As a courtesy, the Broker of Record will receive a duplicate copy of the letter sent to their group(s). The letter will also be posted to the Document Center on the Starmark website for the employer, the Broker of Record and the broker’s managing general agent to view.
The Affordable Care Act and associated regulations require health insurance issuers and plan sponsors of self-funded group health plans to file and pay an annual PCORI fee.
Plan sponsors of self-funded health plan years ending in 2016, are required to pay the fee to the IRS and file Form 720 by July 31, 2017.
Click here to view a sample letter.
Health plans and issuers that maintain an annual open enrollment period will be required to use the April 2017 edition of the SBC template and associated documents beginning on the first day of the first open enrollment period that begins on or after April 1, 2017, for plan years beginning on or after that date. For plans and issuers that do not use an annual open enrollment period, this SBC template and associated documents are required beginning on the first day of the first plan year that begins on or after April 1, 2017.
View this flyer for more information.
Federal departments have answered common questions about special enrollment for group health plans and coverage of women’s preventive health services. A summary of their responses is below.
Special enrollment for group health plans
Q1: If an individual who enrolled in individual market health insurance coverage, including coverage purchased through a Marketplace, loses eligibility for that coverage, is the individual entitled to a special enrollment period in an employer-sponsored group health plan for which the individual is otherwise eligible and had previously declined to enroll?
Coverage of Preventive Services under the ACA
Q2: The Health Resources and Services Administration (HRSA) updated its Women’s Preventive Services Guidelines on Dec. 20, 2016. When must non-grandfathered group health plans and health insurance issuers begin offering coverage for preventive services without cost sharing based on the updated guidelines?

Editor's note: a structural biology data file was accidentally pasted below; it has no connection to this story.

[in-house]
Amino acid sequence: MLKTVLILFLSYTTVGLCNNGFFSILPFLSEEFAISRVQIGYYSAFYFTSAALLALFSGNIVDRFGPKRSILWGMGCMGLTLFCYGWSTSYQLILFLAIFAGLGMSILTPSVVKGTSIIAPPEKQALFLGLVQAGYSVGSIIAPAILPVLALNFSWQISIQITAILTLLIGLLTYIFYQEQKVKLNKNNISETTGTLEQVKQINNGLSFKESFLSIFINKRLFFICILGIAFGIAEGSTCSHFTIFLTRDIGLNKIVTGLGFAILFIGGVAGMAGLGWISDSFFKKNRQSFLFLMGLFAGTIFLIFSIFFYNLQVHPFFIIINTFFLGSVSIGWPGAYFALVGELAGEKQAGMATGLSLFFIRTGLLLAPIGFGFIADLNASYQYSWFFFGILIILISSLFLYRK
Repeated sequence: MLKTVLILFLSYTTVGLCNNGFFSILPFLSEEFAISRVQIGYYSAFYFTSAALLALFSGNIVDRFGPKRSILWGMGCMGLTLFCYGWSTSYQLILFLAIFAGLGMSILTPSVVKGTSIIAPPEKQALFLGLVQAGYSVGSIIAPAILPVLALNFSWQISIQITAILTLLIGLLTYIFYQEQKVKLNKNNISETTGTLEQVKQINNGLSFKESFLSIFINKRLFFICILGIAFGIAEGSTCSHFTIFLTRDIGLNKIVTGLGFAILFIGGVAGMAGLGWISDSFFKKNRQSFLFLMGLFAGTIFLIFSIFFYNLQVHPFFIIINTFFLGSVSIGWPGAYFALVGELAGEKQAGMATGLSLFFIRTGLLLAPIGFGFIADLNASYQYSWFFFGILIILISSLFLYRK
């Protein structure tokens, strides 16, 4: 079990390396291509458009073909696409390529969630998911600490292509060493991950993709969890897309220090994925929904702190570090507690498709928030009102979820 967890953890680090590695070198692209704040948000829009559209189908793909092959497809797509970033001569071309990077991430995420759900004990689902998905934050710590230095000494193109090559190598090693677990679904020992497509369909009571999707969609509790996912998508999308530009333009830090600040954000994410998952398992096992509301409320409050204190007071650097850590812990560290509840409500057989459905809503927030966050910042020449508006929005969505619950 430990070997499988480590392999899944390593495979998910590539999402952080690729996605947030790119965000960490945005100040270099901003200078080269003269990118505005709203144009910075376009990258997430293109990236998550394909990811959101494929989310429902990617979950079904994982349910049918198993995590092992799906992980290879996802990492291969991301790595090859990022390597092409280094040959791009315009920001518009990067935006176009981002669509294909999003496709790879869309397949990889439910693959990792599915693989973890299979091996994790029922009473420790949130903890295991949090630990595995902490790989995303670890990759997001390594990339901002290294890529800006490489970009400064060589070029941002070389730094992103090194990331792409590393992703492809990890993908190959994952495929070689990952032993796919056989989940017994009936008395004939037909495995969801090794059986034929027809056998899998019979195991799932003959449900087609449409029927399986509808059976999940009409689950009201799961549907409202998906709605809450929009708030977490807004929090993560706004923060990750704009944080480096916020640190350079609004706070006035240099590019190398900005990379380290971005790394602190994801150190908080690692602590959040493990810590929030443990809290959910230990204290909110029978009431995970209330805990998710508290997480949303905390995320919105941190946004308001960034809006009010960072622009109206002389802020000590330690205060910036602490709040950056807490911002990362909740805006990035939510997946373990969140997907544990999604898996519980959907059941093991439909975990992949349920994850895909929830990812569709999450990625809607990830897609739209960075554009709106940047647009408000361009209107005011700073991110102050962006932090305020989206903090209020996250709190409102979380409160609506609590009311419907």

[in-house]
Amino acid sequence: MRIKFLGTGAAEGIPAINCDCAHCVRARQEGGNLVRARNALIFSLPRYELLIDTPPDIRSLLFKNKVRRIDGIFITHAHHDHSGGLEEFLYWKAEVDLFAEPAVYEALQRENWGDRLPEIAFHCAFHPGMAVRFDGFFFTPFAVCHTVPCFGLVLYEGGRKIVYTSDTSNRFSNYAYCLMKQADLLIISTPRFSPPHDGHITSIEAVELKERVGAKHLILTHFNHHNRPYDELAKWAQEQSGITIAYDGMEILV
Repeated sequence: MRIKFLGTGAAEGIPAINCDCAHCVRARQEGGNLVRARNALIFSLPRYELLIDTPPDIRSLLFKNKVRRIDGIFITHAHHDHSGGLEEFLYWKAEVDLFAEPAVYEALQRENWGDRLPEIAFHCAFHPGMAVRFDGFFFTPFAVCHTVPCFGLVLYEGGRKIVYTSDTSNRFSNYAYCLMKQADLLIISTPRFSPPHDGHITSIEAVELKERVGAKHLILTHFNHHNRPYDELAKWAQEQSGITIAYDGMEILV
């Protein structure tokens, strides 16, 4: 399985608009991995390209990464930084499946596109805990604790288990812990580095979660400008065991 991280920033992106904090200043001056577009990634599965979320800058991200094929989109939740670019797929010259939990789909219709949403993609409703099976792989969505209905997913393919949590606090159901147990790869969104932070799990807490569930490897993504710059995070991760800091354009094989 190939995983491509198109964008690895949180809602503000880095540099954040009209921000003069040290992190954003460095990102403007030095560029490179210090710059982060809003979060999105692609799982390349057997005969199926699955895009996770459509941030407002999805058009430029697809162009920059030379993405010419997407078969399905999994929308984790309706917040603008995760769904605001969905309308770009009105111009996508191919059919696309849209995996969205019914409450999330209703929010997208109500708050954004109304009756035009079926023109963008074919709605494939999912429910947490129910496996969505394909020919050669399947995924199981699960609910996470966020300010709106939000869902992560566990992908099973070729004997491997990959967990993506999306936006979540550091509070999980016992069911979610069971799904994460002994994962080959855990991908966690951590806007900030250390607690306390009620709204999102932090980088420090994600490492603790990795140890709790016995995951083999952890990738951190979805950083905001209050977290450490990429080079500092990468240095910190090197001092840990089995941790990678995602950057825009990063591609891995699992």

A: Women’s preventive services are required to be covered without cost sharing in accordance with the updated guidelines for plan years (or, in the individual market, policy years) beginning on or after Dec. 20, 2017. Until the new guidelines become applicable, non-grandfathered group health plans and health insurance issuers are required to provide coverage without cost sharing consistent with the previous HRSA guidelines and the Public Health Service Act section 2713 for any items or services that continue to be recommended.
Based on recommendations developed by the Women’s Preventive Services Initiative, the updated guidelines complement and build upon recommendations from organizations such as the U.S. Preventive Services Task Force. To view the new guidelines, follow this link.
The questions and complete answers are contained in “FAQs about Affordable Care Act Implementation Part 35,” which was released on Dec. 20, 2016, by the U.S. Departments of Labor, Health and Human Services and the Treasury. Follow this link for the complete document.
As a result of reviewing the Jan. 20, 2017, executive order from President Trump, the Internal Revenue Service is no longer rejecting individual taxpayers’ tax returns that do not indicate, or are “silent,” on whether they complied with the Affordable Care Act’s individual mandate, according to the IRS website.
The individual mandate requires Americans to carry health insurance, qualify for an exemption or pay a penalty. Federal regulations required them to indicate on their tax returns whether they have health coverage. However, the executive order directed federal agencies to exercise authority and discretion to reduce potential burdens to taxpayers.